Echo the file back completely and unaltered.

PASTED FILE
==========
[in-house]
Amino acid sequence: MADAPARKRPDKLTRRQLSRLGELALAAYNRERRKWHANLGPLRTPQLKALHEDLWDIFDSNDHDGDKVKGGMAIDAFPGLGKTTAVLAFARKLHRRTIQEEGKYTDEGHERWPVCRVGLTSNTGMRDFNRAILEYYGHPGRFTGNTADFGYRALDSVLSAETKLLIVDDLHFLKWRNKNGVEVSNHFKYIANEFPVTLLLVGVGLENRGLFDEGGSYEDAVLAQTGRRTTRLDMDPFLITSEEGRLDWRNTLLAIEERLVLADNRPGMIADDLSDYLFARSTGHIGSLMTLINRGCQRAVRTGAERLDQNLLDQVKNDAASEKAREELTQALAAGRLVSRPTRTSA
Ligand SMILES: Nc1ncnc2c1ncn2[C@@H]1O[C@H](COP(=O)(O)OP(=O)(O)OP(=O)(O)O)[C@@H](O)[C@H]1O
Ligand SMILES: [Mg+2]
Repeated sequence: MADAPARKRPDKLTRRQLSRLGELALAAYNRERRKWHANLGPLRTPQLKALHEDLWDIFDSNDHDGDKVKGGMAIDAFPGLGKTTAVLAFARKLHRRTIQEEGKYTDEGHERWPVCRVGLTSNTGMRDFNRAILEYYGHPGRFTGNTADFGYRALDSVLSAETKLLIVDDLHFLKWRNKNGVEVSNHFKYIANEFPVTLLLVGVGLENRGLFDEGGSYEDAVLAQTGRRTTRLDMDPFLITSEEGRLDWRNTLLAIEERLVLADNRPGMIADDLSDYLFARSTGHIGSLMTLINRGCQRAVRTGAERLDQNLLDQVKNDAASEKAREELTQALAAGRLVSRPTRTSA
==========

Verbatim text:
[in-house]
Amino acid sequence: MADAPARKRPDKLTRRQLSRLGELALAAYNRERRKWHANLGPLRTPQLKALHEDLWDIFDSNDHDGDKVKGGMAIDAFPGLGKTTAVLAFARKLHRRTIQEEGKYTDEGHERWPVCRVGLTSNTGMRDFNRAILEYYGHPGRFTGNTADFGYRALDSVLSAETKLLIVDDLHFLKWRNKNGVEVSNHFKYIANEFPVTLLLVGVGLENRGLFDEGGSYEDAVLAQTGRRTTRLDMDPFLITSEEGRLDWRNTLLAIEERLVLADNRPGMIADDLSDYLFARSTGHIGSLMTLINRGCQRAVRTGAERLDQNLLDQVKNDAASEKAREELTQALAAGRLVSRPTRTSA
Ligand SMILES: Nc1ncnc2c1ncn2[C@@H]1O[C@H](COP(=O)(O)OP(=O)(O)OP(=O)(O)O)[C@@H](O)[C@H]1O
Ligand SMILES: [Mg+2]
Repeated sequence: MADAPARKRPDKLTRRQLSRLGELALAAYNRERRKWHANLGPLRTPQLKALHEDLWDIFDSNDHDGDKVKGGMAIDAFPGLGKTTAVLAFARKLHRRTIQEEGKYTDEGHERWPVCRVGLTSNTGMRDFNRAILEYYGHPGRFTGNTADFGYRALDSVLSAETKLLIVDDLHFLKWRNKNGVEVSNHFKYIANEFPVTLLLVGVGLENRGLFDEGGSYEDAVLAQTGRRTTRLDMDPFLITSEEGRLDWRNTLLAIEERLVLADNRPGMIADDLSDYLFARSTGHIGSLMTLINRGCQRAVRTGAERLDQNLLDQVKNDAASEKAREELTQALAAGRLVSRPTRTSA